Italy’s communications regulator Agcom has ordered Vincent Bolloré’s French media group Vivendi to cut its stake in either Mediaset or Telecom Italia, ruling that building large stakes in both companies violates the country’s antitrust laws.
At present, Vivendi is the biggest single shareholder in Italy’s main telecoms firm Telecom Italia, with a 24% stake, and recently built up a 28.8% stake in Italy’s biggest private broadcaster Mediaset.
The ruling, which was issued on Tuesday, said that Vivendi must get rid of its stake in one of the companies within a year and Agcom ordered the company to present a detailed plan as to how it would comply within the next 60 days. The regulator said the ties between the three companies risked causing a negative effect “on the existing level of competition in the markets involved and on the degree of pluralism in the media system.”
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Vivendi released a statement on Tuesday saying that it “neither controls nor exercises a dominant influence on Mediaset” and said it was considering legal action.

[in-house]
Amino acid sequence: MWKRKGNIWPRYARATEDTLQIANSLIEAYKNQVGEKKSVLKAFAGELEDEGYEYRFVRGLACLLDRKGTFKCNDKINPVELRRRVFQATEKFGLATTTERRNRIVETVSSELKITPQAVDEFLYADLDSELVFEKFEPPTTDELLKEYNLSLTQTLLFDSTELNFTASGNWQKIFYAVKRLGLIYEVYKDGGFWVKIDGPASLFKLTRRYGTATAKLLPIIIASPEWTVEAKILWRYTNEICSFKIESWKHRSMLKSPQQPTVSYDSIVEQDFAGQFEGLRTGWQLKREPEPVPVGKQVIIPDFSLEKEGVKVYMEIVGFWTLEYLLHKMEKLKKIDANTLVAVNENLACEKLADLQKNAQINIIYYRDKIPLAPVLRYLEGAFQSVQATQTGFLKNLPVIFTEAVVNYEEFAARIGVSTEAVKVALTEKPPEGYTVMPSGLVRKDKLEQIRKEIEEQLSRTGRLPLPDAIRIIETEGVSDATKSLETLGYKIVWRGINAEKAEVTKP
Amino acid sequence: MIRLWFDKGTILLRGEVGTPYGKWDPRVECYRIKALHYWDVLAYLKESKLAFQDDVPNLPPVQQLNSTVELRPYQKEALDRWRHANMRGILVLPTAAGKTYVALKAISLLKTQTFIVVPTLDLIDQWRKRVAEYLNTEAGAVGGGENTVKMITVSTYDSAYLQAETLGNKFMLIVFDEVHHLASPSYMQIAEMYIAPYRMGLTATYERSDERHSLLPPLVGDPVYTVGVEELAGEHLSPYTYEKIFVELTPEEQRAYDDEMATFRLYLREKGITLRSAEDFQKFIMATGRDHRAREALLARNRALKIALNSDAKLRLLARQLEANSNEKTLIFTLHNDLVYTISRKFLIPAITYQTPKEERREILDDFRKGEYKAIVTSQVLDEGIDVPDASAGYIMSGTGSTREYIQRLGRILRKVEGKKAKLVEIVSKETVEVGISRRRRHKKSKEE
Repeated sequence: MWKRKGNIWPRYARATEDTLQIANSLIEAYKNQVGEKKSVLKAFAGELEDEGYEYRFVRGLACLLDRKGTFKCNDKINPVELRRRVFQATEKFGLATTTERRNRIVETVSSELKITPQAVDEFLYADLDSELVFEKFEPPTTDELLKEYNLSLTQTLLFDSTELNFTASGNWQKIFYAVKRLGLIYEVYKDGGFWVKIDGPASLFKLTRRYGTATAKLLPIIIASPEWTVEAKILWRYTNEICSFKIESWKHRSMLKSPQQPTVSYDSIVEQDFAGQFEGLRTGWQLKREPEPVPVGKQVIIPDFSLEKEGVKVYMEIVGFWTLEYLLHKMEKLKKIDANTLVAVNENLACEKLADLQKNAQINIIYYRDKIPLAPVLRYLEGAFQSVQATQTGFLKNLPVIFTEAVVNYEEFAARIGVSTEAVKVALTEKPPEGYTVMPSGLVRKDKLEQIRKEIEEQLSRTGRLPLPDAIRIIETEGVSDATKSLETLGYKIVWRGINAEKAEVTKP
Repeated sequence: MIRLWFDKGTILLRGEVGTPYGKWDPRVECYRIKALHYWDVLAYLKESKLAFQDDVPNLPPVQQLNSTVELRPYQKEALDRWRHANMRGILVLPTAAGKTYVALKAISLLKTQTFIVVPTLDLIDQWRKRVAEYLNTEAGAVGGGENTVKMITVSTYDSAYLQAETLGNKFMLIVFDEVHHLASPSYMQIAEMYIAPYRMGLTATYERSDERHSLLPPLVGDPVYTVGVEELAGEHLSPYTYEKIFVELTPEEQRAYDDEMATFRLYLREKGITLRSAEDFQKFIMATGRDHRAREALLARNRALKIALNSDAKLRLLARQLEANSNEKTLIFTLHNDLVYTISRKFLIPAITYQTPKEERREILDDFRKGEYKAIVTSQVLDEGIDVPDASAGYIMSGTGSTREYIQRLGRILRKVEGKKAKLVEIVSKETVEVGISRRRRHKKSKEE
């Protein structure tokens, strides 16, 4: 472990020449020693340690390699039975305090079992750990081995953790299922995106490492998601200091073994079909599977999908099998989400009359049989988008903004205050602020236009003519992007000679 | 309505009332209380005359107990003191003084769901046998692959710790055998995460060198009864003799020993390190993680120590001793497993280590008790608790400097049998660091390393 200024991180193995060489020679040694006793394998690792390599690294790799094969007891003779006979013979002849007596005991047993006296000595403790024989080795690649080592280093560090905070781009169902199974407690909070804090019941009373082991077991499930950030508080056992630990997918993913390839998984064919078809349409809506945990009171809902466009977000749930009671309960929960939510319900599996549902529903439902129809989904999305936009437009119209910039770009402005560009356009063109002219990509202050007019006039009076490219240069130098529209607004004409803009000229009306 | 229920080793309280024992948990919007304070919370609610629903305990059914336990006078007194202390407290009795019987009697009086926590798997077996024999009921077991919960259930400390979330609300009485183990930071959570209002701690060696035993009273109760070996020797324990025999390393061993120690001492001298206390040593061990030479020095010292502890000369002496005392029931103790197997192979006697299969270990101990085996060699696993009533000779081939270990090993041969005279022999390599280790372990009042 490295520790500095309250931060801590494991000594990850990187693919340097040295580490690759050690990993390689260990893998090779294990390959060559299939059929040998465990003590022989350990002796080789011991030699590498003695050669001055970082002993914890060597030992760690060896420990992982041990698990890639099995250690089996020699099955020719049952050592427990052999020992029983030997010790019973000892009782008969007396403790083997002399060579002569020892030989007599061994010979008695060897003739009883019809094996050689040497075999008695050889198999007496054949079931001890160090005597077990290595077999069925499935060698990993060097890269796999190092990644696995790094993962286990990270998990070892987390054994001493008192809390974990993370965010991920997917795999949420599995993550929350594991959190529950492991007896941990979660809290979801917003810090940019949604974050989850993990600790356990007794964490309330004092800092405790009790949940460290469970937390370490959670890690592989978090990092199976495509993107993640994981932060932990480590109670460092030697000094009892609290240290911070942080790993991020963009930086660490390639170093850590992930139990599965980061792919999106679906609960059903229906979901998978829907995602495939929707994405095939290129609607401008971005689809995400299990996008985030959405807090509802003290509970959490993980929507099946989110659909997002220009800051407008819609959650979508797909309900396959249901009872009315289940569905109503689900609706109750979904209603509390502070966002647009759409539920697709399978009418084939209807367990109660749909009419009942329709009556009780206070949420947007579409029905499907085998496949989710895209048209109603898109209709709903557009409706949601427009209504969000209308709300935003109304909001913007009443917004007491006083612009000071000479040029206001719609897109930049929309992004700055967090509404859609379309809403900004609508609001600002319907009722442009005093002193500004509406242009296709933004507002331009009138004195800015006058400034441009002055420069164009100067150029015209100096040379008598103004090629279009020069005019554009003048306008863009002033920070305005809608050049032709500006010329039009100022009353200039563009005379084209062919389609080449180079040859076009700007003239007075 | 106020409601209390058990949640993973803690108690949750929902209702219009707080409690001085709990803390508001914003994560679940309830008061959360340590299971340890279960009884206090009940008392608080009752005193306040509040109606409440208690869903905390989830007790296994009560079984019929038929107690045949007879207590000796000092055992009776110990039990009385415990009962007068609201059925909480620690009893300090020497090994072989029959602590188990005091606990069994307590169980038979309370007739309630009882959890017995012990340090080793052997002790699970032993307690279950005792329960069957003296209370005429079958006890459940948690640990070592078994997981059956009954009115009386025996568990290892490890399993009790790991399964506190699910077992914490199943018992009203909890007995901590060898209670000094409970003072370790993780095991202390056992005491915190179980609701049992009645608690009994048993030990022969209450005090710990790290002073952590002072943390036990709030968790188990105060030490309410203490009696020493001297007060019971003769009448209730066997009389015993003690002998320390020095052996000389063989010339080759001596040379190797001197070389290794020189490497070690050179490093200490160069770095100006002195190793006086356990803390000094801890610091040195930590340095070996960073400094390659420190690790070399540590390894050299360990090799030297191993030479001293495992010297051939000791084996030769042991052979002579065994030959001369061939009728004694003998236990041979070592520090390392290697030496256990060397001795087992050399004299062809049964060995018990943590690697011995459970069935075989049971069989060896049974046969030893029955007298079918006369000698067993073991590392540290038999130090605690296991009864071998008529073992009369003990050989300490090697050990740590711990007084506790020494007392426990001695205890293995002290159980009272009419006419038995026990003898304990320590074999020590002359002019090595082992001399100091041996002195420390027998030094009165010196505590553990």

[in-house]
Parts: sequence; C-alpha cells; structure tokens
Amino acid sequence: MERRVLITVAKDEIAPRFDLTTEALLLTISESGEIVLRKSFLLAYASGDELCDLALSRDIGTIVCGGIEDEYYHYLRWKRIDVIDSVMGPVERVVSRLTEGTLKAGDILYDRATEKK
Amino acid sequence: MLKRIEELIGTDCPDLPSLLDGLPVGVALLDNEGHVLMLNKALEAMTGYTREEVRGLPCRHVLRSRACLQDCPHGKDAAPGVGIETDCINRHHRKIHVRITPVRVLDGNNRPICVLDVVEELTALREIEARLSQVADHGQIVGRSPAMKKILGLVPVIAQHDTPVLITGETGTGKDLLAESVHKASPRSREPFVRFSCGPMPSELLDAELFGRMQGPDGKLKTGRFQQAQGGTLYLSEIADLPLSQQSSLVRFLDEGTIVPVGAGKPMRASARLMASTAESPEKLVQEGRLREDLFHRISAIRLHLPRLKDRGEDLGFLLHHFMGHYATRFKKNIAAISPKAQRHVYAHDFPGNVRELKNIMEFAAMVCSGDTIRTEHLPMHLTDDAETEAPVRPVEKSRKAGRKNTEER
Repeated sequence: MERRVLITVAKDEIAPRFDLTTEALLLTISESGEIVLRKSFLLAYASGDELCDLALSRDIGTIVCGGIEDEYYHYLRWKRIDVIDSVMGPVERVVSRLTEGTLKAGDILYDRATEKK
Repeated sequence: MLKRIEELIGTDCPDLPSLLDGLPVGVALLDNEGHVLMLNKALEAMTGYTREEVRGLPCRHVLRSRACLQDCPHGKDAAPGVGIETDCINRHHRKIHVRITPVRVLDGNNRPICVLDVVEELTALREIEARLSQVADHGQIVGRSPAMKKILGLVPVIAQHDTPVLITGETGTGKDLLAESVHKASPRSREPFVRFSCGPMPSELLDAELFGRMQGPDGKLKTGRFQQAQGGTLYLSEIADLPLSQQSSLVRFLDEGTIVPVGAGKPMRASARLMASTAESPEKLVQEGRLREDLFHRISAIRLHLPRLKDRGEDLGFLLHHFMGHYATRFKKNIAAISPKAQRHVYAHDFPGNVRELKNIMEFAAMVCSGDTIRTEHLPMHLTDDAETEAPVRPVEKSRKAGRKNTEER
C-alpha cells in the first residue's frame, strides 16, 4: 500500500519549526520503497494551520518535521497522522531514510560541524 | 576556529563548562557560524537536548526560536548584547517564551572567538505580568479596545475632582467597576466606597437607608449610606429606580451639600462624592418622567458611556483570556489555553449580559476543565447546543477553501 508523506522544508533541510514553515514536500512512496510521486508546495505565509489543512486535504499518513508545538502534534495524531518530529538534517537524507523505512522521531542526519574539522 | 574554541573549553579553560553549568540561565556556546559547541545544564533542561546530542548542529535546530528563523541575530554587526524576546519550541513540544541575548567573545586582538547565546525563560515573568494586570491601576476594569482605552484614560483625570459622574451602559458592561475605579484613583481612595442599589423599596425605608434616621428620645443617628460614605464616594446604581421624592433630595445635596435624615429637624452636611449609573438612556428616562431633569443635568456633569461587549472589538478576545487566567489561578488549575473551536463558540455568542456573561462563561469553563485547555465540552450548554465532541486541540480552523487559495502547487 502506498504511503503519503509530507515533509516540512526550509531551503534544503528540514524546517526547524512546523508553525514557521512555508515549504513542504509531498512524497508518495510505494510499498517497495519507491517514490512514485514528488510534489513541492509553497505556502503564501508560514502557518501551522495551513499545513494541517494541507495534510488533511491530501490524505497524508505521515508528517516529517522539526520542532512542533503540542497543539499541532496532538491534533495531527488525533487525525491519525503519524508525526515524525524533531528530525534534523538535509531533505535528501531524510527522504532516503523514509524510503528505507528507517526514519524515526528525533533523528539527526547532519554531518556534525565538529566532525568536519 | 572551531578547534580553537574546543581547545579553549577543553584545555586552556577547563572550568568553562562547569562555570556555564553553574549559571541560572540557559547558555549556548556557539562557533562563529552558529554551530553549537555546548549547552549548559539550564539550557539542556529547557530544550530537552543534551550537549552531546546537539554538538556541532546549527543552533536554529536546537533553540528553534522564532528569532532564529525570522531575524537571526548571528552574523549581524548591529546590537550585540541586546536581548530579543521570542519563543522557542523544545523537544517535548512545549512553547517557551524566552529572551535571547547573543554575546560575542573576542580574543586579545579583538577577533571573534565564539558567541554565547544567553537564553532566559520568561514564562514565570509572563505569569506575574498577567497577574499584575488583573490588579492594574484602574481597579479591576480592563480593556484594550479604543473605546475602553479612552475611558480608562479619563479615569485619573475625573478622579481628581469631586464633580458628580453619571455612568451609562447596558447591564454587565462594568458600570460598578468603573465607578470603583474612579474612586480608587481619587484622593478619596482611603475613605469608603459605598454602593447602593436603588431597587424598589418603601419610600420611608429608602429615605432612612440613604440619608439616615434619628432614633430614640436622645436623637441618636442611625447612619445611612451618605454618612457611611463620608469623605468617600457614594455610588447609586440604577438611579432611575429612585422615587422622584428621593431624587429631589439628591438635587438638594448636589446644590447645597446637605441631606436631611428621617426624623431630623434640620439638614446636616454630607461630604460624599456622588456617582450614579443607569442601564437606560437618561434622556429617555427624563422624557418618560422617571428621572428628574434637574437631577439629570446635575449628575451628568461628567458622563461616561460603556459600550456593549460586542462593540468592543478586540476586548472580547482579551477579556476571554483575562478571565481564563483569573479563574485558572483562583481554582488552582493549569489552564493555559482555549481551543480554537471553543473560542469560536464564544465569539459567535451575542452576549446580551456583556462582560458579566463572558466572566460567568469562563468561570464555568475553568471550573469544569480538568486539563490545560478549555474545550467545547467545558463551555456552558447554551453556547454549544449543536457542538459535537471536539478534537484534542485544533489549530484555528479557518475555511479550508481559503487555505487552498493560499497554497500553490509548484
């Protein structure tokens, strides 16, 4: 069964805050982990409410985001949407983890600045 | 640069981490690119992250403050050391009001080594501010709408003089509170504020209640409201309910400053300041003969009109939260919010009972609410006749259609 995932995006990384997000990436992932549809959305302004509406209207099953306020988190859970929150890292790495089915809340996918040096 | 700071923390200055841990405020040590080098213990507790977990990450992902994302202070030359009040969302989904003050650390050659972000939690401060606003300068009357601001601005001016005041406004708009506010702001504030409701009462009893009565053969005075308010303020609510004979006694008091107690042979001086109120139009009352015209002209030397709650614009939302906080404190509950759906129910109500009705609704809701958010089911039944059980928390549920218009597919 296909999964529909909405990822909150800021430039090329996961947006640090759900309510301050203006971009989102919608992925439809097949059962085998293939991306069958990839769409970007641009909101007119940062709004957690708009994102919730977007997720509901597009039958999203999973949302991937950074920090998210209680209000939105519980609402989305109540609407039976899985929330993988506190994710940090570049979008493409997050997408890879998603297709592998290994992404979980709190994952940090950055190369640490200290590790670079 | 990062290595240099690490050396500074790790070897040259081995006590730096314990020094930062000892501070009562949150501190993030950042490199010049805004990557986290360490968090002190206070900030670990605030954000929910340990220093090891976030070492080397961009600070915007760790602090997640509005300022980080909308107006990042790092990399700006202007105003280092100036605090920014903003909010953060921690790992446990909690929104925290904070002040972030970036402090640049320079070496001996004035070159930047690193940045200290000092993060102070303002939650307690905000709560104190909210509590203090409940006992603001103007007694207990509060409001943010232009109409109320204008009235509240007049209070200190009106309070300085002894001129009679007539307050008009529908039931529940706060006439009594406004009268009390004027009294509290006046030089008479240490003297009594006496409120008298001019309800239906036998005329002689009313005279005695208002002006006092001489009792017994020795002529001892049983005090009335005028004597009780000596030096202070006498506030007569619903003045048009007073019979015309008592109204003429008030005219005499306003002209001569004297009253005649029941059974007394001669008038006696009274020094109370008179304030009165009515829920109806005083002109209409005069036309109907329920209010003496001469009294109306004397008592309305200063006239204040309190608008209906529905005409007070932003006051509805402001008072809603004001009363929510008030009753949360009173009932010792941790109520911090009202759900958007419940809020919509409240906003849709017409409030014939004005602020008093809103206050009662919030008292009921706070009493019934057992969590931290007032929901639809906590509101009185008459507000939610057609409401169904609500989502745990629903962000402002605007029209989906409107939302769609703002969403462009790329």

“Vivendi reserves the right to take any appropriate legal action to prevent its interests, including filing an appeal to the Agcom decision at the Regional Administrative Court and to submit a formal complaint to the European Commission for the breach of EU law,” it read.
Mediaset, meanwhile, praised the ruling in a brief statement issued on Tuesday evening.
The move is sure to come as a blow to Bolloré, who has made no secret of his ongoing strategy to expand into southern Europe to create a non-U.S.-based global media giant. The company currently owns Canal Plus, Studiocanal and Universal Music Group and is a key shareholder of Italian investment bank Mediobanca. Vivendi has been attempting to tighten its grip on Telecom Italia and also began aggressively building its stake in Mediaset in December, when it only had a 3% stake in the company.
It marks the latest chapter in a long-running public battle between Mediaset and Vivendi, which has been at locked horns since July 2016 when Vivendi backed out of an agreement that would have given Vivendi control of Mediaset’s pay-TV unit, Premium, and given the two companies 3.5% equity stakes in each other.
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